bind m mg = State (\s -> let Tuple a s' = runState m s in runState (mg a) s')
addOne :: State Int Int
addOne = State (\s -> Tuple s (s+1))
countTreeState :: forall a. Tree a -> State Int (Tree Int)
countTreeState (Leaf _) = Leaf <$> addOne
countTreeState (Node l r) = Node <$> countTreeState l <*> countTreeState r
appendValue :: forall a. a -> State (List a) a
appendValue x = State (\s -> Tuple x (s <> Cons x Nil))
toListState :: forall a. Tree a -> State (List a) (Tree a)
toListState (Leaf x) = Leaf <$> appendValue x
toListState (Node l r) = Node <$> toListState l <*> toListState r
main :: Effect Unit
main = do
logShow $ snd $ runState (countTreeState exampleTree) 0
-- 3
logShow $ snd $ runState (toListState exampleTree) Nil
-- ('a' : 'b' : 'c' : Nil)
```

I'm gonna cover `State`

in a future post, so keep tuned!

## The Whole Code

```
module Main where
import Prelude (class Applicative, class Apply, class Bind, class Functor, class Show, Unit, discard, show, ($), (+), (<$>),
(<*>), (<>))
import Effect (Effect)
import Effect.Console (logShow)
import Data.Foldable
import Data.List (List(..), foldMap)
import Data.Monoid.Additive (Additive(..))
import Data.Tuple (Tuple(..), snd)
data Tree a
= Leaf a
| Node (Tree a) (Tree a)
instance showTree :: Show a => Show (Tree a) where
show (Leaf x) = "(Leaf " <> show x <> ")"
show (Node l r) = "(Node " <> show l <> " " <> show r <> ")"
exampleTree :: Tree Char
exampleTree =
Node
(Node (Leaf 'a') (Leaf 'b'))
(Leaf 'c')
countTreeRec :: forall a. Tree a -> Int
countTreeRec tree =
go 0 tree
where
go i (Leaf _) = i + 1
go i (Node l r) = go i l + go i r
toListRec :: forall a. Tree a -> List a
toListRec tree =
go Nil tree
where
go xs (Leaf x) = xs <> Cons x Nil
go xs (Node l r) = go xs l <> go xs r
instance foldableTree :: Foldable Tree where
-- foldMap :: forall a m. Monoid m => (a -> m) -> f a -> m
foldMap g (Leaf x) = g x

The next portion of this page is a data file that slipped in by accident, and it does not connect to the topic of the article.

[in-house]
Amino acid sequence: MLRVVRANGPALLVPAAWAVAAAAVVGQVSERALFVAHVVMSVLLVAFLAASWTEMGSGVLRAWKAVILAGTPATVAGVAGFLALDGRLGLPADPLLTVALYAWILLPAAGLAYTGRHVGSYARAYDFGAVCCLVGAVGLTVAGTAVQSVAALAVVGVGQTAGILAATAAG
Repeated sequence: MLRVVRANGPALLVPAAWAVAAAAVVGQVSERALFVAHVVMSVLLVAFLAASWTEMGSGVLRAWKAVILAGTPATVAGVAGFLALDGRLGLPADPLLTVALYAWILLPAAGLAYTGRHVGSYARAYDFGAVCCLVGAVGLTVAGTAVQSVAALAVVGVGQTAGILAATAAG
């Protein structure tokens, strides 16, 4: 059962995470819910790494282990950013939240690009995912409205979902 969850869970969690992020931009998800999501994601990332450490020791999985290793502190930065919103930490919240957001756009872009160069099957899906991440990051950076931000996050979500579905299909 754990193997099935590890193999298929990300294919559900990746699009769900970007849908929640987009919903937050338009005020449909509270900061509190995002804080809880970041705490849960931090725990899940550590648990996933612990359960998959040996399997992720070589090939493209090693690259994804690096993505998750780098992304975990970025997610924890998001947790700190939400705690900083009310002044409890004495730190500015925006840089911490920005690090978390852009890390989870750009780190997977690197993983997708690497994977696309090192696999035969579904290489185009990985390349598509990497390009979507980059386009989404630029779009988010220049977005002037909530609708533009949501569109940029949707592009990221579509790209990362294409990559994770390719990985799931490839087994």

foldMap g (Node l r) = foldMap g l <> foldMap g r
foldr g = foldrDefault g
foldl g = foldlDefault g
countTreeFold :: forall a. Tree a -> Int
countTreeFold tree =
count
where Additive count = foldMap (\_ -> Additive 1) tree
toListFold :: forall a. Tree a -> List a
toListFold tree =
foldMap (\x -> Cons x Nil) tree
newtype State s a = State (s -> Tuple a s)
runState :: forall s a. State s a -> s -> Tuple a s
runState (State s) a = s a
instance functorState :: Functor (State s) where
-- map :: forall a b. (a -> b) -> f a -> f b
map g f = State (\s -> let Tuple a s' = runState f s in Tuple (g a) s')
instance applyState :: Functor (State s) => Apply (State s) where
-- apply :: forall a b. f (a -> b) -> f a -> f b
apply fg f = State (\s -> let Tuple g s' = runState fg s
Tuple a s'' = runState f s' in Tuple (g a) s'')
instance applicativeState :: Apply (State s) => Applicative (State s) where
-- pure :: forall a. a -> f a
pure a = State (\s -> Tuple a s)
instance bindState :: Apply (State s) => Bind (State s) where
-- bind :: forall a b. m a -> (a -> m b) -> m b
bind m mg = State (\s -> let Tuple a s' = runState m s in runState (mg a) s')
addOne :: State Int Int
addOne = State (\s -> Tuple s (s+1))
countTreeState :: forall a. Tree a -> State Int (Tree Int)
countTreeState (Leaf _) = Leaf <$> addOne
countTreeState (Node l r) = Node <$> countTreeState l <*> countTreeState r
appendValue :: forall a. a -> State (List a) a
appendValue x = State (\s -> Tuple x (s <> Cons x Nil))
toListState :: forall a. Tree a -> State (List a) (Tree a)
toListState (Leaf x) = Leaf <$> appendValue x
toListState (Node l r) = Node <$> toListState l <*> toListState r
main :: Effect Unit
main = do
logShow exampleTree
-- (Node (Node (Leaf 'a') (Leaf 'b')) (Leaf 'c'))
logShow $ countTreeRec exampleTree
-- 3
logShow $ toListRec exampleTree
-- ('a' : 'b' : 'c' : Nil)
logShow $ countTreeFold exampleTree
-- 3
logShow $ toListFold exampleTree
-- ('a' : 'b' : 'c' : Nil)
logShow $ snd $ runState (countTreeState exampleTree) 0
-- 3
logShow $ snd $ runState (toListState exampleTree) Nil
-- ('a' : 'b' : 'c' : Nil)
```